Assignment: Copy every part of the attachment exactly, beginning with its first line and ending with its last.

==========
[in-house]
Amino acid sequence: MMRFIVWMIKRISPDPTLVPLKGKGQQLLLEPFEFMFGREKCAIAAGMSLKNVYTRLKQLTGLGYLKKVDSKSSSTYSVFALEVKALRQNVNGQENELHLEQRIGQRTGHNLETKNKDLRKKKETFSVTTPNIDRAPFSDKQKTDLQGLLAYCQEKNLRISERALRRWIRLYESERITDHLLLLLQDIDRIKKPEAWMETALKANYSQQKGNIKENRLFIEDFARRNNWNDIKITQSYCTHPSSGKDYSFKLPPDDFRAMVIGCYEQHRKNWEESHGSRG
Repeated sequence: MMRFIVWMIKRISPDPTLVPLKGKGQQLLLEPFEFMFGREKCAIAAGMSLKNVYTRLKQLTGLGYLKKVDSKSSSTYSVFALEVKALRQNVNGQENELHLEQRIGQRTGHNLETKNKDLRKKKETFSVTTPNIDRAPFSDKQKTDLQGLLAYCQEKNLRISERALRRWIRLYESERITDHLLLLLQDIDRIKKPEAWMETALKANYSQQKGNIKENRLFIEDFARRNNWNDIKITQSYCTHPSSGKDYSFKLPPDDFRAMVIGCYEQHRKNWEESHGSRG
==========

[in-house]
Amino acid sequence: MMRFIVWMIKRISPDPTLVPLKGKGQQLLLEPFEFMFGREKCAIAAGMSLKNVYTRLKQLTGLGYLKKVDSKSSSTYSVFALEVKALRQNVNGQENELHLEQRIGQRTGHNLETKNKDLRKKKETFSVTTPNIDRAPFSDKQKTDLQGLLAYCQEKNLRISERALRRWIRLYESERITDHLLLLLQDIDRIKKPEAWMETALKANYSQQKGNIKENRLFIEDFARRNNWNDIKITQSYCTHPSSGKDYSFKLPPDDFRAMVIGCYEQHRKNWEESHGSRG
Repeated sequence: MMRFIVWMIKRISPDPTLVPLKGKGQQLLLEPFEFMFGREKCAIAAGMSLKNVYTRLKQLTGLGYLKKVDSKSSSTYSVFALEVKALRQNVNGQENELHLEQRIGQRTGHNLETKNKDLRKKKETFSVTTPNIDRAPFSDKQKTDLQGLLAYCQEKNLRISERALRRWIRLYESERITDHLLLLLQDIDRIKKPEAWMETALKANYSQQKGNIKENRLFIEDFARRNNWNDIKITQSYCTHPSSGKDYSFKLPPDDFRAMVIGCYEQHRKNWEESHGSRG